2. Network Address Translation (NAT)
So what is the purpose of network address translation? Well, basically, it’s used to allow inbound or outbound communication between external networks and privately addressed virtual machines. So you may have virtual machines inside your NSX domain that exist on one of these private IP address ranges. This is a really common practice. There aren’t a lot of public IPS out there that are available. So often, you’ll configure your internal machines with private IP addresses. Those private IP addresses don’t make any sense on the Internet. So in order to allow traffic from these privately addressed virtual machines to flow out to the Internet, or in order to allow traffic to flow in from the Internet, we need to modify the IP addresses used. And we do that using network address translation. And network address translation has been around forever. It’s a standards-based feature.
It’s supported by many vendors. In addition, sourceNAT and destination NAT are supported in Nsxt. Port address translation is also supported. So if you have an entire range of IP addresses that need to be translated, that’s when you would use port address translation. So let’s take a look at how this works. Let’s start with a really simple example. Here’s a virtual machine called Web Three. You can also see the source IP address. Web Three has a private IP address of 170 216 1013. So the source IP is private, but it needs to communicate with some external machine, maybe something on the Internet. So Web Three generates some packets destined for a machine on the Internet. When it does that, it’s going to send those packets to the default gateway, which in this case is a tier-one distributed router. So we’ve got a multi-tier routing architecture here. The Tier 1 router is being used as the default gateway for this segment. And so the distributed router is going to determine, “Hey, this is a packet that requires network address translation.” It’s not just going to get routed; it’s going to get translated. And none of those centralised services occur in Tier 1. They happen over here in the Tier 1 service router.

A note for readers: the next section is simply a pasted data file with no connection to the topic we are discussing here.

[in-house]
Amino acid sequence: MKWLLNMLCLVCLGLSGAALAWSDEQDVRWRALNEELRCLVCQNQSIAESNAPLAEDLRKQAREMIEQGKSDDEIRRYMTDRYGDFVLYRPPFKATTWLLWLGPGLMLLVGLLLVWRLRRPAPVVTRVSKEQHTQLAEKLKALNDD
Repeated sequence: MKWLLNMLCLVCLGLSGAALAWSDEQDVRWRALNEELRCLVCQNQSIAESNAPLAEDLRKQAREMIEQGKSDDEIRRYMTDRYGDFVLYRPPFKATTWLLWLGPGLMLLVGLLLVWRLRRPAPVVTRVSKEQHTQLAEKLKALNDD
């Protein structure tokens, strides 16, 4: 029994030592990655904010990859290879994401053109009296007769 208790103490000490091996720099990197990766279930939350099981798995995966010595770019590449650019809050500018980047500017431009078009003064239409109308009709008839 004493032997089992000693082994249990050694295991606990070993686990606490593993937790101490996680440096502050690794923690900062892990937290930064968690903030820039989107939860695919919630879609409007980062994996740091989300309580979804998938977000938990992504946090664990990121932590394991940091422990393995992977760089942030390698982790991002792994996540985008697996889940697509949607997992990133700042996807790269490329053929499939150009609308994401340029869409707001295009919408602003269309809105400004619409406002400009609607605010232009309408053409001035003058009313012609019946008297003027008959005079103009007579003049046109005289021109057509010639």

So now this traffic needs to get encapsulated and flow over the physical network on this intra-tier transit segment and arrive at the Tier One services router. And, as you may recall from previous lessons, there is an automatically created segment between the Tier 1 service router and the Tier 1 distributed router that is gene encapsulated traffic. So basically, at this point, the traffic has been delivered to the Tier One service router, where network address translation can happen. And so here at the edge node, we’ve got a tap that encapsulates that traffic. It’s delivered to the Tier 1 service router. And the Tier 1 service router says okay for IP address 170 216 1013. That’s the source IP. I’m translating source-to-network addresses. I need to pull out that original source IP, replace it with this publicly routable source IP, and then I will forward it on to the next hop. But when it gets forwarded onto the next hop, which is our Tier Zero Service router, the source IP is going to look like 80 80 81. And so when that traffic gets routed out to the Internet, this external machine on the Internet is seeing a source IP that it actually understands. And if it needs to respond back, it can. If that traffic was delivered with this original destination IP, this external machine would not have been able to respond because that’s a private IP. So that’s an example of a source network.